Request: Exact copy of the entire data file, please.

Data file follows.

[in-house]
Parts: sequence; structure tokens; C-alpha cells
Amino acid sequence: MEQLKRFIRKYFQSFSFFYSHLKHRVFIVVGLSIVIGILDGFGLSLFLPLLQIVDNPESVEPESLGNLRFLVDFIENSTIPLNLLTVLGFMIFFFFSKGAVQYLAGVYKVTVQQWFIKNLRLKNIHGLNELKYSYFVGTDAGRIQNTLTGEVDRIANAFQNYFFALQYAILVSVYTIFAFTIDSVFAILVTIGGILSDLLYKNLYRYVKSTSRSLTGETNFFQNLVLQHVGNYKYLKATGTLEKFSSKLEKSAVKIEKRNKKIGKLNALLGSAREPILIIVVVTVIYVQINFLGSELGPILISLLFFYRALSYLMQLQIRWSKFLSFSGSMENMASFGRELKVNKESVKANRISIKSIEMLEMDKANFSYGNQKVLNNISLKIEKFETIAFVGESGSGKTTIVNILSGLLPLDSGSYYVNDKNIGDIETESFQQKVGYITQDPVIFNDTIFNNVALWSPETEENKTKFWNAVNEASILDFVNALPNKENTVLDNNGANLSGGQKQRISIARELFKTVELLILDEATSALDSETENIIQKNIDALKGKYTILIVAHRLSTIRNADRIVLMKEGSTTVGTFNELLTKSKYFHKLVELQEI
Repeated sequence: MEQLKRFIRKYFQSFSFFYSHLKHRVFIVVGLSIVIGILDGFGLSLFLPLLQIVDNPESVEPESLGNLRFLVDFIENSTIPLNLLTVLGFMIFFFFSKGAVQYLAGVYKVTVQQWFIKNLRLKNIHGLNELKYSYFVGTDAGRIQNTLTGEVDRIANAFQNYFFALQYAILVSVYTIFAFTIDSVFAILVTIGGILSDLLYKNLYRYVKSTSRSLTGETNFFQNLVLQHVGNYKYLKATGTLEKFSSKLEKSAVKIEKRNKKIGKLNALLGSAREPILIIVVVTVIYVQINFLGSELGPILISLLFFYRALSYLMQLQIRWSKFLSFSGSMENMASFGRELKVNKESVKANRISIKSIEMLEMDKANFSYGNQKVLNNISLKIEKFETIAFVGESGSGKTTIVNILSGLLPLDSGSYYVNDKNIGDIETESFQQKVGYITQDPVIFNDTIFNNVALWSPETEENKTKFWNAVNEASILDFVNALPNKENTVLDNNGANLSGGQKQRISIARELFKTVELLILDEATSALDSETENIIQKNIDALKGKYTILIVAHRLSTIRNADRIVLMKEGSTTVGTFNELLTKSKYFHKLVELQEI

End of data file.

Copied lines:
[in-house]
Parts: sequence; structure tokens; C-alpha cells
Amino acid sequence: MEQLKRFIRKYFQSFSFFYSHLKHRVFIVVGLSIVIGILDGFGLSLFLPLLQIVDNPESVEPESLGNLRFLVDFIENSTIPLNLLTVLGFMIFFFFSKGAVQYLAGVYKVTVQQWFIKNLRLKNIHGLNELKYSYFVGTDAGRIQNTLTGEVDRIANAFQNYFFALQYAILVSVYTIFAFTIDSVFAILVTIGGILSDLLYKNLYRYVKSTSRSLTGETNFFQNLVLQHVGNYKYLKATGTLEKFSSKLEKSAVKIEKRNKKIGKLNALLGSAREPILIIVVVTVIYVQINFLGSELGPILISLLFFYRALSYLMQLQIRWSKFLSFSGSMENMASFGRELKVNKESVKANRISIKSIEMLEMDKANFSYGNQKVLNNISLKIEKFETIAFVGESGSGKTTIVNILSGLLPLDSGSYYVNDKNIGDIETESFQQKVGYITQDPVIFNDTIFNNVALWSPETEENKTKFWNAVNEASILDFVNALPNKENTVLDNNGANLSGGQKQRISIARELFKTVELLILDEATSALDSETENIIQKNIDALKGKYTILIVAHRLSTIRNADRIVLMKEGSTTVGTFNELLTKSKYFHKLVELQEI
Repeated sequence: MEQLKRFIRKYFQSFSFFYSHLKHRVFIVVGLSIVIGILDGFGLSLFLPLLQIVDNPESVEPESLGNLRFLVDFIENSTIPLNLLTVLGFMIFFFFSKGAVQYLAGVYKVTVQQWFIKNLRLKNIHGLNELKYSYFVGTDAGRIQNTLTGEVDRIANAFQNYFFALQYAILVSVYTIFAFTIDSVFAILVTIGGILSDLLYKNLYRYVKSTSRSLTGETNFFQNLVLQHVGNYKYLKATGTLEKFSSKLEKSAVKIEKRNKKIGKLNALLGSAREPILIIVVVTVIYVQINFLGSELGPILISLLFFYRALSYLMQLQIRWSKFLSFSGSMENMASFGRELKVNKESVKANRISIKSIEMLEMDKANFSYGNQKVLNNISLKIEKFETIAFVGESGSGKTTIVNILSGLLPLDSGSYYVNDKNIGDIETESFQQKVGYITQDPVIFNDTIFNNVALWSPETEENKTKFWNAVNEASILDFVNALPNKENTVLDNNGANLSGGQKQRISIARELFKTVELLILDEATSALDSETENIIQKNIDALKGKYTILIVAHRLSTIRNADRIVLMKEGSTTVGTFNELLTKSKYFHKLVELQEI